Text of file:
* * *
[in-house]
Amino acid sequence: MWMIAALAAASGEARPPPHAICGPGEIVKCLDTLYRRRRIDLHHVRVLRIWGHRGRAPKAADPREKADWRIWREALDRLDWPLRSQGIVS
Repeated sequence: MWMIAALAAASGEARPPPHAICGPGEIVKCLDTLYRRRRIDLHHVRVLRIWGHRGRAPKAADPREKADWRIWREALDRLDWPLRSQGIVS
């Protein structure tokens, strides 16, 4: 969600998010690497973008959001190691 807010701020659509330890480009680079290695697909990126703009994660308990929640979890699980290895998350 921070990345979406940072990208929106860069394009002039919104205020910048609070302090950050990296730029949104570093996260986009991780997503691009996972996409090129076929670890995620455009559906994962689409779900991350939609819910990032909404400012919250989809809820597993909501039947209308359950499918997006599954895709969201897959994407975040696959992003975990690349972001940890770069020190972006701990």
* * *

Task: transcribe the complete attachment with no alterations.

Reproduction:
[in-house]
Amino acid sequence: MWMIAALAAASGEARPPPHAICGPGEIVKCLDTLYRRRRIDLHHVRVLRIWGHRGRAPKAADPREKADWRIWREALDRLDWPLRSQGIVS
Repeated sequence: MWMIAALAAASGEARPPPHAICGPGEIVKCLDTLYRRRRIDLHHVRVLRIWGHRGRAPKAADPREKADWRIWREALDRLDWPLRSQGIVS
């Protein structure tokens, strides 16, 4: 969600998010690497973008959001190691 807010701020659509330890480009680079290695697909990126703009994660308990929640979890699980290895998350 921070990345979406940072990208929106860069394009002039919104205020910048609070302090950050990296730029949104570093996260986009991780997503691009996972996409090129076929670890995620455009559906994962689409779900991350939609819910990032909404400012919250989809809820597993909501039947209308359950499918997006599954895709969201897959994407975040696959992003975990690349972001940890770069020190972006701990």